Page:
A beer at the end
Of night alone
Is all
I have
To join
The slumber of the slowly

"Hook it in the back,
So it can swim
Awhile in the quiet
Water to attract
Its very own

Leaving the party early to listen
To voices
Of friends
Mingle behind,
The moment when
The finger snaps
The trigger.

Regrets only
Wish for time
Without tele-
To finally hold
My own
Hands over the
Vicious mouth of

Monday, August 16, 2004

Chad from Eurotech 

Chad came over on Saturday. I know his name was Chad, not because he introduced himself, but because it said so on the patch on his golf shirt. He came over to take a look at our attic windows -- the ones directly to my left.

We've got this nice, finished attic, where I write. It's my little home above home. But the previous owner kind of half-assed the "finishing" job on the attic. The windows don't work too well and they have no screen or storm. So we thought sometime in the next couple years, we'd do something with them.

Such was our luck last week that a woman from Sam's Club stopped us in the middle of our shopping to ask us if we'd like a free estimate on some windows. There was no pressure to commit. Just a free estimate.

So there Chad was, dressed up in his company shirt, looking very serious about windows. It was at that point, at the beginning, that I knew there would be problems. The guy had no personality. Before we even introduced ourselves, I could tell he was concentrating on his script. It was like we were doing something to throw him off.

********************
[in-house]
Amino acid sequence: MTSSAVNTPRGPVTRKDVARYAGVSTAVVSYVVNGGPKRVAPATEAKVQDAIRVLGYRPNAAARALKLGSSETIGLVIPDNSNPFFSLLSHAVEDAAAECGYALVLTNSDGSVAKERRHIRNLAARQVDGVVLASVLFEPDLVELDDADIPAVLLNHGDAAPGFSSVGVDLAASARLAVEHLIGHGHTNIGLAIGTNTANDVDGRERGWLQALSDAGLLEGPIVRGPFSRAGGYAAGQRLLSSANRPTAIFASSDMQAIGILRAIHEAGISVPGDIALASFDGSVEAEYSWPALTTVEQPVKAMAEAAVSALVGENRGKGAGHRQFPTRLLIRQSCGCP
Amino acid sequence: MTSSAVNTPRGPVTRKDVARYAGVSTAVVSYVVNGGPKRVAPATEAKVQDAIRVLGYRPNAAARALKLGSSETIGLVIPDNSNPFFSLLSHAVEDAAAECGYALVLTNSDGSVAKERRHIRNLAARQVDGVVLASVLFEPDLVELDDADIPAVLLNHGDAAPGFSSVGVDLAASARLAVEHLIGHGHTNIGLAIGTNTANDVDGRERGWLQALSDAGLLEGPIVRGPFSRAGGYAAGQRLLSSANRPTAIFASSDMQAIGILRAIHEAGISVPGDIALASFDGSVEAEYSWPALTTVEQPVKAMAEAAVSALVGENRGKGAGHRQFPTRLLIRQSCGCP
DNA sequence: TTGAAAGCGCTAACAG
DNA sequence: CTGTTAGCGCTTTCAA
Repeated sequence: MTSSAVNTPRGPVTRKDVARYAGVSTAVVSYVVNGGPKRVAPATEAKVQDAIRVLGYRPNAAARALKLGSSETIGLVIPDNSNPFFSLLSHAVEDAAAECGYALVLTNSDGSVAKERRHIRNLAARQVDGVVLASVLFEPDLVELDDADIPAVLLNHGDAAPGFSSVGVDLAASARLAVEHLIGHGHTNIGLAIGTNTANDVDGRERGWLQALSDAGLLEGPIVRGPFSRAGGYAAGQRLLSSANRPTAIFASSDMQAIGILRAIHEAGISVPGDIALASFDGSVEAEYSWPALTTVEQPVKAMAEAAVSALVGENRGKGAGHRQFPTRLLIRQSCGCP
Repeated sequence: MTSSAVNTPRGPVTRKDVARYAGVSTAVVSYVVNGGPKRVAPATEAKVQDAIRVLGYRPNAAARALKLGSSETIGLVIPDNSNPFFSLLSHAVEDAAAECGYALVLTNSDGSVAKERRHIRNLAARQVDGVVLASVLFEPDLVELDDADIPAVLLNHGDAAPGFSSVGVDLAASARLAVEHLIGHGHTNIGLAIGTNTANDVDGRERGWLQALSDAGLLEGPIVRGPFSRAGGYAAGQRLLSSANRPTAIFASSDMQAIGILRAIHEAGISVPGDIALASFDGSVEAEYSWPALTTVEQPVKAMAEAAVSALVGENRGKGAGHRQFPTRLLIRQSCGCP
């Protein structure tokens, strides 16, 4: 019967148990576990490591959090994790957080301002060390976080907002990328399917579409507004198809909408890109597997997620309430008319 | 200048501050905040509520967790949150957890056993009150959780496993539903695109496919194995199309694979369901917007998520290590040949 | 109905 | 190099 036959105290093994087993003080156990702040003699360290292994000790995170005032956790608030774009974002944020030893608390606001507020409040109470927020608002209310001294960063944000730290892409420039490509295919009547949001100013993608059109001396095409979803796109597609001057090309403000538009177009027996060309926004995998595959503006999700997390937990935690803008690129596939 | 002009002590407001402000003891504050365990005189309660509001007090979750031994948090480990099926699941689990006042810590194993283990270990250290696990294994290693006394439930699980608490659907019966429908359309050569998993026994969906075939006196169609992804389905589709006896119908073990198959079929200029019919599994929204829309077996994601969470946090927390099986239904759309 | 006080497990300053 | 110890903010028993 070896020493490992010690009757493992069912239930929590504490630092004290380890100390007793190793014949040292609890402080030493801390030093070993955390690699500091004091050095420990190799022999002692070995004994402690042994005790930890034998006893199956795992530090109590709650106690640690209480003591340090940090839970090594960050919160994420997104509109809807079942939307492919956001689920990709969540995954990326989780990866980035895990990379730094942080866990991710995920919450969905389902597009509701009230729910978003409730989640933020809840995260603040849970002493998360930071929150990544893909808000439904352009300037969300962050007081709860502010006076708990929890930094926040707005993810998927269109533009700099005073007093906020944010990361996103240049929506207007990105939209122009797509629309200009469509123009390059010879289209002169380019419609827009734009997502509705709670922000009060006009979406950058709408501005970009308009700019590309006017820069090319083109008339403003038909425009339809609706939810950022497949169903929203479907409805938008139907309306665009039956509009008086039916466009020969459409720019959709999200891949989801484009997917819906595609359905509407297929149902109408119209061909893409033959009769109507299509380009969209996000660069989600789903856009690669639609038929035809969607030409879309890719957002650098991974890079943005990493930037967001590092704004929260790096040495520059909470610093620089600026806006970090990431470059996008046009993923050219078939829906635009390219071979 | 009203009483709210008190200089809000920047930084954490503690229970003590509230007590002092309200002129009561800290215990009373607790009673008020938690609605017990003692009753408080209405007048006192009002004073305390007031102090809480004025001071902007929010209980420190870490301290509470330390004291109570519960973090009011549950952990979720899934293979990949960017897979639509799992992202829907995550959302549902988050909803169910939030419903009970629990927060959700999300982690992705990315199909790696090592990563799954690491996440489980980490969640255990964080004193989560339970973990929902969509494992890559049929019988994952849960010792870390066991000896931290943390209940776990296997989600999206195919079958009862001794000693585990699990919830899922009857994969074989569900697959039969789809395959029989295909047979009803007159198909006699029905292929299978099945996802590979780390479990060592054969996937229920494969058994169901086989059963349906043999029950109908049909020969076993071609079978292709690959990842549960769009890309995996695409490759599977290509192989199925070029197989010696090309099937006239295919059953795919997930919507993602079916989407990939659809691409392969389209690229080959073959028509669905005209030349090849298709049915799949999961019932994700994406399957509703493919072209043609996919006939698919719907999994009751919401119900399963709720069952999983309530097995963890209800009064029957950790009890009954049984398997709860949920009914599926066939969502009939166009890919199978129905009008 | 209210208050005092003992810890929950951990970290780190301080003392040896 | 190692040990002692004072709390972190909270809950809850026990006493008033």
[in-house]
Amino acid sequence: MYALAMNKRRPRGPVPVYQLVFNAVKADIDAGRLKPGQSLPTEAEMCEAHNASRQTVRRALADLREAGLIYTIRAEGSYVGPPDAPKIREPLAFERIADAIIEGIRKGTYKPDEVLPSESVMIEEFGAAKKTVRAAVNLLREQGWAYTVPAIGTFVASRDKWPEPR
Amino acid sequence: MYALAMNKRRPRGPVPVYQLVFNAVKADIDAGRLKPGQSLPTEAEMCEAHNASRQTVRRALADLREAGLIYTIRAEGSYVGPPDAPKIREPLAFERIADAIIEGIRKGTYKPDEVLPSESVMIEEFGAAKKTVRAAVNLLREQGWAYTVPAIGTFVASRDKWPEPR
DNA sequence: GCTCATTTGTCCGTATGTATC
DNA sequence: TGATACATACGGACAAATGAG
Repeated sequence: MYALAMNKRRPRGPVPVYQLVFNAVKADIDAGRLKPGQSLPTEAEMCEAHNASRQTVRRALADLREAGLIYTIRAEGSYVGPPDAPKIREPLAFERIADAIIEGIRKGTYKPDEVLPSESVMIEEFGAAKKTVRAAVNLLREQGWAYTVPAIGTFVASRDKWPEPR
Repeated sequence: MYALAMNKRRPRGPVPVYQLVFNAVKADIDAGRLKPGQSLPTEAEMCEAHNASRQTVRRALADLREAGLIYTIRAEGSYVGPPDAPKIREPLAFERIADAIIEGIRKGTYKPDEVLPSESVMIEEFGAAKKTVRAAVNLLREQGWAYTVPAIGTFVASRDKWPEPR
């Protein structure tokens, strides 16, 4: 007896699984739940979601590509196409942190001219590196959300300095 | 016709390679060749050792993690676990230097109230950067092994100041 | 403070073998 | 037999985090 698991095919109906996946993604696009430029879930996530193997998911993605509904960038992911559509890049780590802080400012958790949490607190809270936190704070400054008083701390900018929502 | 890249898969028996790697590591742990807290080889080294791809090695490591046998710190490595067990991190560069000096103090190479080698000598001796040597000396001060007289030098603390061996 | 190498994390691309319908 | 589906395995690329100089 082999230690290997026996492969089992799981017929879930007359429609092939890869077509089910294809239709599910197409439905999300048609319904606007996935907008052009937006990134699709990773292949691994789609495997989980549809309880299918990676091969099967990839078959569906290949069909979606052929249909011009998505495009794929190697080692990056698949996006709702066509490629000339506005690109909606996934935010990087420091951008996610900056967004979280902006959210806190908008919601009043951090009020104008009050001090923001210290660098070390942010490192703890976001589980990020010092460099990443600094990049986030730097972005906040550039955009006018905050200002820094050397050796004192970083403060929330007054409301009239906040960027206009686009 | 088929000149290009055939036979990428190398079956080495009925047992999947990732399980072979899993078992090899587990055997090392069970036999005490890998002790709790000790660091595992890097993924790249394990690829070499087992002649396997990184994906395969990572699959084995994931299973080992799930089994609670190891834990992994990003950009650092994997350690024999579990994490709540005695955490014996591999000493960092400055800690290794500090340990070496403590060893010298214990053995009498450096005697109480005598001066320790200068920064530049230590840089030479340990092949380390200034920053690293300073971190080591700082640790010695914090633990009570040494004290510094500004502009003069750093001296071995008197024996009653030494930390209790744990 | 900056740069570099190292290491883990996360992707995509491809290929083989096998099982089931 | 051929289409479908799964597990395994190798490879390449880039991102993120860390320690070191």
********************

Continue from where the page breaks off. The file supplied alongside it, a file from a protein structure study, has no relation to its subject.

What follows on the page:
We took him up to the attic to give him some idea of what we wanted, but he didn't measure anything. He didn't even look at the windows. He just sat down and opened up his big binder. Uh-oh. Then he said, "These were the only windows you want done in the whole house?"

First, he had some ridiculous survey for us to take. "Would you say it was important for the use of your windows to be successful?" "Would you say that insulation was important to you?" "Do you want your windows to last?" I had the urge to say, "Actually, we're looking for junk. In fact, if you could just remove the windows we have, we'll replace them with a bedsheet. That's the look we're going for."

And this whole time, Chad looked at me. It's like my wife wasn't even there. After a while, I started looking only at her, but Chad didn't get it. He kept looking at me. If this idiot only knew who made the financial decisions . . . .

The mood in the attic was strangely, uncomfortably quiet when Chad finished the survey and pulled out his demonstration kit. "You see this aluminum window? They don't make any more of these because of this corner crack. See? There are twelve places in which this window can fail. We won't use this window." Don't ask me how four corners turns into twelve places; it's not important. Chad spent the next 20 minutes showing us all the crappy windows we wouldn't be getting before showing us the perfect window we would be getting.